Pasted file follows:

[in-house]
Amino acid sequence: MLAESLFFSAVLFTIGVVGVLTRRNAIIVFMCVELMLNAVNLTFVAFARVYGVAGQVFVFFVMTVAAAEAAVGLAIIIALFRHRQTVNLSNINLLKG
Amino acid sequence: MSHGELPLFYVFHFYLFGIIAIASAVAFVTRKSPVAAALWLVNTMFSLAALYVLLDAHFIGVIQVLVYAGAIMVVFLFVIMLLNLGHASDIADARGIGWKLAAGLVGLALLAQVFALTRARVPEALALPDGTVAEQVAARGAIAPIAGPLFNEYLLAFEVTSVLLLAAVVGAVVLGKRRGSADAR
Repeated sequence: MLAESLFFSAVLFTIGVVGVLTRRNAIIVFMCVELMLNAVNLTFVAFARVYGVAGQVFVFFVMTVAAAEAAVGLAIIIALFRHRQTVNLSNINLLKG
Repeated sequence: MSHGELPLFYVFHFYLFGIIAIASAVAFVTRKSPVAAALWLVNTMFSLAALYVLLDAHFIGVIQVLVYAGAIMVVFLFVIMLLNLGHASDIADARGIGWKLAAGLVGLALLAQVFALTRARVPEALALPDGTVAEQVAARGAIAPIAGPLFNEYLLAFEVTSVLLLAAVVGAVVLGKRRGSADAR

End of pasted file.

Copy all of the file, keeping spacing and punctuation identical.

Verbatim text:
[in-house]
Amino acid sequence: MLAESLFFSAVLFTIGVVGVLTRRNAIIVFMCVELMLNAVNLTFVAFARVYGVAGQVFVFFVMTVAAAEAAVGLAIIIALFRHRQTVNLSNINLLKG
Amino acid sequence: MSHGELPLFYVFHFYLFGIIAIASAVAFVTRKSPVAAALWLVNTMFSLAALYVLLDAHFIGVIQVLVYAGAIMVVFLFVIMLLNLGHASDIADARGIGWKLAAGLVGLALLAQVFALTRARVPEALALPDGTVAEQVAARGAIAPIAGPLFNEYLLAFEVTSVLLLAAVVGAVVLGKRRGSADAR
Repeated sequence: MLAESLFFSAVLFTIGVVGVLTRRNAIIVFMCVELMLNAVNLTFVAFARVYGVAGQVFVFFVMTVAAAEAAVGLAIIIALFRHRQTVNLSNINLLKG
Repeated sequence: MSHGELPLFYVFHFYLFGIIAIASAVAFVTRKSPVAAALWLVNTMFSLAALYVLLDAHFIGVIQVLVYAGAIMVVFLFVIMLLNLGHASDIADARGIGWKLAAGLVGLALLAQVFALTRARVPEALALPDGTVAEQVAARGAIAPIAGPLFNEYLLAFEVTSVLLLAAVVGAVVLGKRRGSADAR